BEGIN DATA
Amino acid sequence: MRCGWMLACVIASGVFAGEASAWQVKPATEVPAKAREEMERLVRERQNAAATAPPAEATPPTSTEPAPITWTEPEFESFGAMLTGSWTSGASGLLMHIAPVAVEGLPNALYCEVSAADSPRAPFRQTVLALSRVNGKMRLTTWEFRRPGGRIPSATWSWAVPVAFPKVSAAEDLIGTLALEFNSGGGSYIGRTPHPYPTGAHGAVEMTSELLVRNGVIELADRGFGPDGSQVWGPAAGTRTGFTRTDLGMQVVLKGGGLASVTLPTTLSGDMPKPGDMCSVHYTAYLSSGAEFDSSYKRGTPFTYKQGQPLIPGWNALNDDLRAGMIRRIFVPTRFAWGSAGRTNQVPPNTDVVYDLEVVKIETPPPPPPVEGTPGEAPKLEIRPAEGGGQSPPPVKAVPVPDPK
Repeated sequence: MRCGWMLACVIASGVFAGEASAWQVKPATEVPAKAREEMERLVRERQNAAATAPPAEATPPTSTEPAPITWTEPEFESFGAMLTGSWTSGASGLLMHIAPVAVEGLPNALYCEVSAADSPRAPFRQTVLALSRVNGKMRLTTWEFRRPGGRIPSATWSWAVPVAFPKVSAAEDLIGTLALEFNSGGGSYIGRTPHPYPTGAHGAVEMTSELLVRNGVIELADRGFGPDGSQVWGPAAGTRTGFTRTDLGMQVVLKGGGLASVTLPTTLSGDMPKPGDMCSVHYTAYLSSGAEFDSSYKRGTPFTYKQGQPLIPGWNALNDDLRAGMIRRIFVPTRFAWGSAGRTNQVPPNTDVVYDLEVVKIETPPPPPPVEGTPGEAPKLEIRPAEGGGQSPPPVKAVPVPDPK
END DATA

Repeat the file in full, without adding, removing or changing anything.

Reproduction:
Amino acid sequence: MRCGWMLACVIASGVFAGEASAWQVKPATEVPAKAREEMERLVRERQNAAATAPPAEATPPTSTEPAPITWTEPEFESFGAMLTGSWTSGASGLLMHIAPVAVEGLPNALYCEVSAADSPRAPFRQTVLALSRVNGKMRLTTWEFRRPGGRIPSATWSWAVPVAFPKVSAAEDLIGTLALEFNSGGGSYIGRTPHPYPTGAHGAVEMTSELLVRNGVIELADRGFGPDGSQVWGPAAGTRTGFTRTDLGMQVVLKGGGLASVTLPTTLSGDMPKPGDMCSVHYTAYLSSGAEFDSSYKRGTPFTYKQGQPLIPGWNALNDDLRAGMIRRIFVPTRFAWGSAGRTNQVPPNTDVVYDLEVVKIETPPPPPPVEGTPGEAPKLEIRPAEGGGQSPPPVKAVPVPDPK
Repeated sequence: MRCGWMLACVIASGVFAGEASAWQVKPATEVPAKAREEMERLVRERQNAAATAPPAEATPPTSTEPAPITWTEPEFESFGAMLTGSWTSGASGLLMHIAPVAVEGLPNALYCEVSAADSPRAPFRQTVLALSRVNGKMRLTTWEFRRPGGRIPSATWSWAVPVAFPKVSAAEDLIGTLALEFNSGGGSYIGRTPHPYPTGAHGAVEMTSELLVRNGVIELADRGFGPDGSQVWGPAAGTRTGFTRTDLGMQVVLKGGGLASVTLPTTLSGDMPKPGDMCSVHYTAYLSSGAEFDSSYKRGTPFTYKQGQPLIPGWNALNDDLRAGMIRRIFVPTRFAWGSAGRTNQVPPNTDVVYDLEVVKIETPPPPPPVEGTPGEAPKLEIRPAEGGGQSPPPVKAVPVPDPK